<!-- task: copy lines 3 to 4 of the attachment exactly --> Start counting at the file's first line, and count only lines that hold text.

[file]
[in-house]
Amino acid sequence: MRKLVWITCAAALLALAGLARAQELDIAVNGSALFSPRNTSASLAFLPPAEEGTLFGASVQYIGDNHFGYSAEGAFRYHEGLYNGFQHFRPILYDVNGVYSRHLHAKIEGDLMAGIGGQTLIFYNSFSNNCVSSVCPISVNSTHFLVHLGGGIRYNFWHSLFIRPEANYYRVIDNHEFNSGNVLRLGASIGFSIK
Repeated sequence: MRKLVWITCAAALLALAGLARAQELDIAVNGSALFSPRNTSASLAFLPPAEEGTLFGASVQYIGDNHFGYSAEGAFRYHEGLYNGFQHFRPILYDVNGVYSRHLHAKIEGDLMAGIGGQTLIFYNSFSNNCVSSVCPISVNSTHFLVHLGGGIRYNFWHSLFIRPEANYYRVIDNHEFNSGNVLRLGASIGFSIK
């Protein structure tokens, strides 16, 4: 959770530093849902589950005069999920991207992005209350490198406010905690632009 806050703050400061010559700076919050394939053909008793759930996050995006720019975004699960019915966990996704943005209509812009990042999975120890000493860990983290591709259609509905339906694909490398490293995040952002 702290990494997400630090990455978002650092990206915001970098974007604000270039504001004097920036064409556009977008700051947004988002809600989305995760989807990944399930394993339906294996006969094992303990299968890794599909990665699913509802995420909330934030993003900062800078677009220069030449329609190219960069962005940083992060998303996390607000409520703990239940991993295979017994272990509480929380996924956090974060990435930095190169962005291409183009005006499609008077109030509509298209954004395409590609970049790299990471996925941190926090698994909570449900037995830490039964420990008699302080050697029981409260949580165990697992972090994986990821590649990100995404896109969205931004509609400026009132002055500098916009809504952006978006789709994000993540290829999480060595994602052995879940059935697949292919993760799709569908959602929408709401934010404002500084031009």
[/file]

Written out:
Repeated sequence: MRKLVWITCAAALLALAGLARAQELDIAVNGSALFSPRNTSASLAFLPPAEEGTLFGASVQYIGDNHFGYSAEGAFRYHEGLYNGFQHFRPILYDVNGVYSRHLHAKIEGDLMAGIGGQTLIFYNSFSNNCVSSVCPISVNSTHFLVHLGGGIRYNFWHSLFIRPEANYYRVIDNHEFNSGNVLRLGASIGFSIK
């Protein structure tokens, strides 16, 4: 959770530093849902589950005069999920991207992005209350490198406010905690632009 806050703050400061010559700076919050394939053909008793759930996050995006720019975004699960019915966990996704943005209509812009990042999975120890000493860990983290591709259609509905339906694909490398490293995040952002 702290990494997400630090990455978002650092990206915001970098974007604000270039504001004097920036064409556009977008700051947004988002809600989305995760989807990944399930394993339906294996006969094992303990299968890794599909990665699913509802995420909330934030993003900062800078677009220069030449329609190219960069962005940083992060998303996390607000409520703990239940991993295979017994272990509480929380996924956090974060990435930095190169962005291409183009005006499609008077109030509509298209954004395409590609970049790299990471996925941190926090698994909570449900037995830490039964420990008699302080050697029981409260949580165990697992972090994986990821590649990100995404896109969205931004509609400026009132002055500098916009809504952006978006789709994000993540290829999480060595994602052995879940059935697949292919993760799709569908959602929408709401934010404002500084031009």